North Korean dictator Kim Jong-un and members of his cabinet visit Kumsuan Sun Palace in Pyongyang, which serves as a mausoleum for Kim Il-Sung and Kim Jong-il, July 8 | Photo: EFE / EPA / KCNA

Speculation on the internal conditions of North Korea and the stability of its regime is increasing.

Reports of food shortages, a Covid-19 outbreak and political volatility have fueled much of the speculation. The recent prolonged absence of North Korean dictator Kim Jong Un from public life has simply fueled the fire, sparking new rumors of ill health.

Still, it’s never worth selling the program short. He has already survived countless reports of his impending death.

Kim has now reappeared much slimmer than before, but that has only fueled further speculation. His return to the scene coincided with senior management meetings in which he warned of severe food shortages, a dangerous influx of foreign influence and a “serious” violation of the country’s defenses against the Covid-19 virus. . Some experts have interpreted the triad of failures as something that could lead to regime instability or collapse.

Kim acknowledged that the country’s food situation was becoming “tense”, even warning of another “hard march”, a reference to the famine of the 1990s that killed around 1 million people. Crop shortages, soaring food prices and the closure of markets have led to increasingly difficult conditions.

The Geneva-based capacity assessment project concluded that more than 10 million North Koreans are in need of humanitarian assistance. Last month, an unconfirmed report from North Korea said less than 30% of families were receiving adequate meals.

North Korea’s harvest is typically a million tonnes less than what is required for minimum nutrient levels, which is offset by trade or humanitarian aid. Pyongyang attributes the food crisis to typhoons and flooding last year, but decades of socialist economic mismanagement and draconian restrictions against Covid-19 imposed last year are the main culprits.

The regime closed its borders last year to prevent an outbreak of the virus. Subsequently, trade with China, the regime’s main trading partner, fell by 90%. Representatives of international non-governmental organizations that could facilitate food donations have left the country. Pyongyang has repeatedly refused international offers of support for Covid and the food crisis or has rejected control over aid distribution.

North Korea officially claims it has not suffered any cases of Covid-19. However, Kim recently strongly denounced senior officials for failing to properly implement Covid-19 security procedures, causing a “major crisis and serious consequences” for the security of the state and people. .

State media did not provide details of the incident, but the statement could refer to a Covid-19 outbreak or a breach of border security. Several employees were likely kicked out of their jobs to deflect Kim’s blame.

Since coming to power in December 2011, Kim has stepped up the regime’s efforts to prevent foreign information from reaching the population, perceiving it as contagion that undermines regime stability. He recently denounced even foreign dress or language styles as an “evil tumor that threatens the life and future of our descendants”.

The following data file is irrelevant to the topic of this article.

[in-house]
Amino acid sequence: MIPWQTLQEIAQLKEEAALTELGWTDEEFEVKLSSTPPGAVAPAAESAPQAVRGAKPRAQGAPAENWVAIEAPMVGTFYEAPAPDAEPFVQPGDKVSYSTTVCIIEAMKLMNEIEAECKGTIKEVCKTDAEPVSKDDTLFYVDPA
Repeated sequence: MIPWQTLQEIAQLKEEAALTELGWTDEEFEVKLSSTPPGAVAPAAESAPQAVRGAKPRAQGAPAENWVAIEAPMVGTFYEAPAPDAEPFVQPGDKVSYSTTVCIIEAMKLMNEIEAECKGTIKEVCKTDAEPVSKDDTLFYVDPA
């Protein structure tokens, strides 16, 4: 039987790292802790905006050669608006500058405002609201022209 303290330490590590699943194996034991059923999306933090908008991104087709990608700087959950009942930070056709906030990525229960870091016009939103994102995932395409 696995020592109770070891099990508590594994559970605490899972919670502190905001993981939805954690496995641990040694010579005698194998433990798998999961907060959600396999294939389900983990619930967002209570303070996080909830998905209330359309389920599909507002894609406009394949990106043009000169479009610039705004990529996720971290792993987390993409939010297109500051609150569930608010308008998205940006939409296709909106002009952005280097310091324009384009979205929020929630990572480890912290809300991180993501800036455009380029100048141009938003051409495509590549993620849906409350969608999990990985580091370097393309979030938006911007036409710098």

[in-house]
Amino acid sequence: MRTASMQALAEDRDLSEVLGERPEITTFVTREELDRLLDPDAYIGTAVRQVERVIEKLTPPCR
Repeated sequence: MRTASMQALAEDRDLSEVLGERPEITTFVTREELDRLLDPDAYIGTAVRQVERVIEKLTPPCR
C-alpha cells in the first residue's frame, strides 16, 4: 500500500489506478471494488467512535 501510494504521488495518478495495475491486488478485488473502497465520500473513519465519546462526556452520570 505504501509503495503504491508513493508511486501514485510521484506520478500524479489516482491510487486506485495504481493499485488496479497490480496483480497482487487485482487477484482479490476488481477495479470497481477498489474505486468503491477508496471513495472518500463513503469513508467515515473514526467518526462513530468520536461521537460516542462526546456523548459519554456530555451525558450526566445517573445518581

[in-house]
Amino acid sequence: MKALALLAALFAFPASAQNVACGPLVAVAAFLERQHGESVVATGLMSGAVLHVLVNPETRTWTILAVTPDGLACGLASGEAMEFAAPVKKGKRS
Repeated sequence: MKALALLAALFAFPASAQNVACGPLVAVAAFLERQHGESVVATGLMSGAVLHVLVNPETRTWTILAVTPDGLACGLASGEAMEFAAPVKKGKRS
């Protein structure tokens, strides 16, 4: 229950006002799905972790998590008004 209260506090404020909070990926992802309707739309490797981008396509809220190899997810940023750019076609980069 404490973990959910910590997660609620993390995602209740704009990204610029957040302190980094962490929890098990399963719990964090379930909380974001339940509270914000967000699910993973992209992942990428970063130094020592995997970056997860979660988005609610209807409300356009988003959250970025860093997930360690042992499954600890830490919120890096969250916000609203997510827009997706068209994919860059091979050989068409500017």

Kim Yo Jong, the leader’s powerful sister, demanded that South Korea stop civil rights groups from sending information, rice and money to the isolated North. Seoul quickly surrendered, even introducing legislation to criminalize such efforts – an action that drew reprimands from the US Congress, the UN rapporteur for civil rights, and North Korean human rights groups.

While the combination of these factors seems to portend regime instability, if not collapse, three generations of the Kim family have proven remarkably adept at resisting and overcoming threats to their grip on power.

Some experts blame international sanctions for food shortages. However, there are no US sanctions on food, medicine, or humanitarian aid. All US resolutions and laws have language emphasizing that punitive measures do not cover these elements.

That said, Washington must work with the UN Sanctions Committee to swiftly process requests for exemptions from sanctions and ensure that humanitarian aid is not inadvertently blocked.

The impoverished and malnourished population is at high risk of a devastating Covid-19 epidemic. The country’s decrepit medical system, even under normal circumstances, is inadequate. US policy has been to separate humanitarian aid from denuclearization negotiations.

Despite North Korea’s previous denials of aid, Washington must once again provide medical and humanitarian assistance, maintaining the sanctions until the regime ceases the nuclear and ballistic activities that triggered the sanctions response.

Would Kim Jong Un accept the offer? Probably not. While the North Korean people suffer, they still have a life of luxury. Still, it’s an offer worth making.

Bruce Klingner, Senior Northeast Asian Researcher at the Heritage Foundation Center for Asian Studies.